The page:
50 IITians quit jobs for BAP, a political-party for backward-classes
Fifty IIT alumni have quit their jobs to form a political party to fight for backward classes. The goal of the Bahujan Azad Party (BAP) isn't to defeat any particular "rival," but only to "uplift the marginalized." And since most of them come from such classes, they understand issues better, they said. If all goes well, BAP will face its first election in Bihar-2020.
'BJP can only give soap-and-oil, not rights, representation, respect'
The group is being led by Naveen Kumar, the president-in-waiting, an IIT-Delhi graduate. Kumar lists the issues he plans to fight for: equal distribution of resources, reservation in various sectors, implementation of the Sachar committee report for minorities, and women's "ultimate empowerment," i.e. financial independence. But BJP and Congress are keeping these classes away from quality education, he said, adding, "We aren't vote banks."
'90% of the country still needs support and a voice'
Working with Kumar are Sampath Kumar Banoth, IIT-Kharagpur and IIT-Roorkee alumnus, and Vikrant Vatsal from IIT-Delhi. Both raised similar concerns. "It's been 70 years of independence, still our citizens are forced to stay in forests and be manual scavengers," Banoth said. Vatsal said his own experience of discrimination motivated him to work to "eradicate this Manuwadi system, which is based on inequality and injustice."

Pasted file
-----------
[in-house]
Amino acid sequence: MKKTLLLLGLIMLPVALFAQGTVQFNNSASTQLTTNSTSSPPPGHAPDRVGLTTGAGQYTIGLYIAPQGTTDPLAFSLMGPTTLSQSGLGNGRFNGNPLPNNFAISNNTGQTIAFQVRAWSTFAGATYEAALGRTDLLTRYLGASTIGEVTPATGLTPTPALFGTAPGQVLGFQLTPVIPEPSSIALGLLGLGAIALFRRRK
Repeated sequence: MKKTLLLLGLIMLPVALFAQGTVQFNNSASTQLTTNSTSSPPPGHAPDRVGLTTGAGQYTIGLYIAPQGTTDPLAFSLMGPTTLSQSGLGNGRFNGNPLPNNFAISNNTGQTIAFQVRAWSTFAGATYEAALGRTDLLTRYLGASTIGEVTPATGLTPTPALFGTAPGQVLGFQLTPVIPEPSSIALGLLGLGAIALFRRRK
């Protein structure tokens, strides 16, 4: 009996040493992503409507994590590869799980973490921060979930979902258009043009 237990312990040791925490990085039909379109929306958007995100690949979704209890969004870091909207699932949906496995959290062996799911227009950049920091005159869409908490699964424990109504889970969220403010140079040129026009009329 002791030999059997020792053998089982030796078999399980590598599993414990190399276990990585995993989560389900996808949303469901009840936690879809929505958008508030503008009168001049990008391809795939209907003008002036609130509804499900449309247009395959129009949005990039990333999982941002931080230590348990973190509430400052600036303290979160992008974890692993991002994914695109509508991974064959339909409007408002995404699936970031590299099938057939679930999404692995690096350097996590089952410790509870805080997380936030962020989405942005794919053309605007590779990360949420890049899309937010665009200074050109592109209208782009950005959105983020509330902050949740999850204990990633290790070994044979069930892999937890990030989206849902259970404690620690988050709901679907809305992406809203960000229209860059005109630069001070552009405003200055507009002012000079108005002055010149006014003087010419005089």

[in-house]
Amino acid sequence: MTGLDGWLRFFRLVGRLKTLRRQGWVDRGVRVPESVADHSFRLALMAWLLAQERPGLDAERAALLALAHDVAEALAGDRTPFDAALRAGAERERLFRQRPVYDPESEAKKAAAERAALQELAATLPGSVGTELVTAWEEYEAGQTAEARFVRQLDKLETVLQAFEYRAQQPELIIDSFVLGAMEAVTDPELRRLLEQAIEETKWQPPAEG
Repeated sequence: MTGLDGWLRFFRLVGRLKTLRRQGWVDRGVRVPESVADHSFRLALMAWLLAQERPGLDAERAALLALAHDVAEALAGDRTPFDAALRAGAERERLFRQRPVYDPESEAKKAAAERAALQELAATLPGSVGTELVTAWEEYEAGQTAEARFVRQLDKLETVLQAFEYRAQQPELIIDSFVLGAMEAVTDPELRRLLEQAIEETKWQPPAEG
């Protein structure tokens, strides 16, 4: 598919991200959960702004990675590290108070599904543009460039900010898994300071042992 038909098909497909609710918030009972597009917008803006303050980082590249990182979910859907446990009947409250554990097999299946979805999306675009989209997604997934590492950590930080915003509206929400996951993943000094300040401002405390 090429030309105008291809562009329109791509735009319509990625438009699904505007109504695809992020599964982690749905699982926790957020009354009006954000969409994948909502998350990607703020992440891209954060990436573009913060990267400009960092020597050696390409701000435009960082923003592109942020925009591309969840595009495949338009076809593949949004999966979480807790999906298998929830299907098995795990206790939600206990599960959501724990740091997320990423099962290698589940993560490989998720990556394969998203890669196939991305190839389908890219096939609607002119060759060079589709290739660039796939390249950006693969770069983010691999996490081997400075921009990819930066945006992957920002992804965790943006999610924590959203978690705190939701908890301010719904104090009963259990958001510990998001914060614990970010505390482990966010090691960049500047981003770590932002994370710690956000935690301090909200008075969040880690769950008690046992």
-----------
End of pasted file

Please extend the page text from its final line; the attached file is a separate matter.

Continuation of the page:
The incident that turned around Vatsal's life
Vatsal recalled how when he was 11, he was returning from school one day in Bihar's Muzaffarpur, and was walking towards a hand-pump when an 'upper caste' man started abusing him. "They denied me water because I belong to the OBC category and the pump belonged to 'upper' caste people," he said. And that was only the first of several experiences.
Their work till now
Most of these IITians are young (the average age is 27), but that doesn't mean they have been sitting idle. Some like Kumar and Vatsal have been running the Mauka Foundation, an NGO that coaches underprivileged kids at Re. 1 a month, while few are involved in other campaigns. But they believe it isn't enough to bring about an actual change, and hence politics.
50 are working full-time, but much outside support too
These former IITians aren't alone. Apart from the 50 who are working full-time for BAP, "there are some civil service officers supporting us from the outside, working like a think tank," Kumar said. Then there are social activists who aren't affiliated, but are spreading the word. For now, they have applied for registration with the EC, and are expecting a response within 15 days.
So what's the plan for now?
BAP knows what it doesn't want to do: "do a hurried job and end up being reduced to just a small political outfit with big ambitions." So the first goal is the 2020 Bihar elections, and then other states like Rajasthan and West Bengal and Lok Sabha polls. "After registration, we'll form small units which will start working on the ground," Kumar said.
Will BAP be what AAP promised to be but couldn't?
Five years ago, AAP, which also claimed strong IIT links, created a splash by forming the Delhi government after its first election. The next time, it won 67/70 seats. But over time, the few leaders AAP can boast of, including Arvind Kejriwal, got involved in petty politics and lost their way. The BAP should learn and ensure it doesn't fall into similar trappings.Share this timeline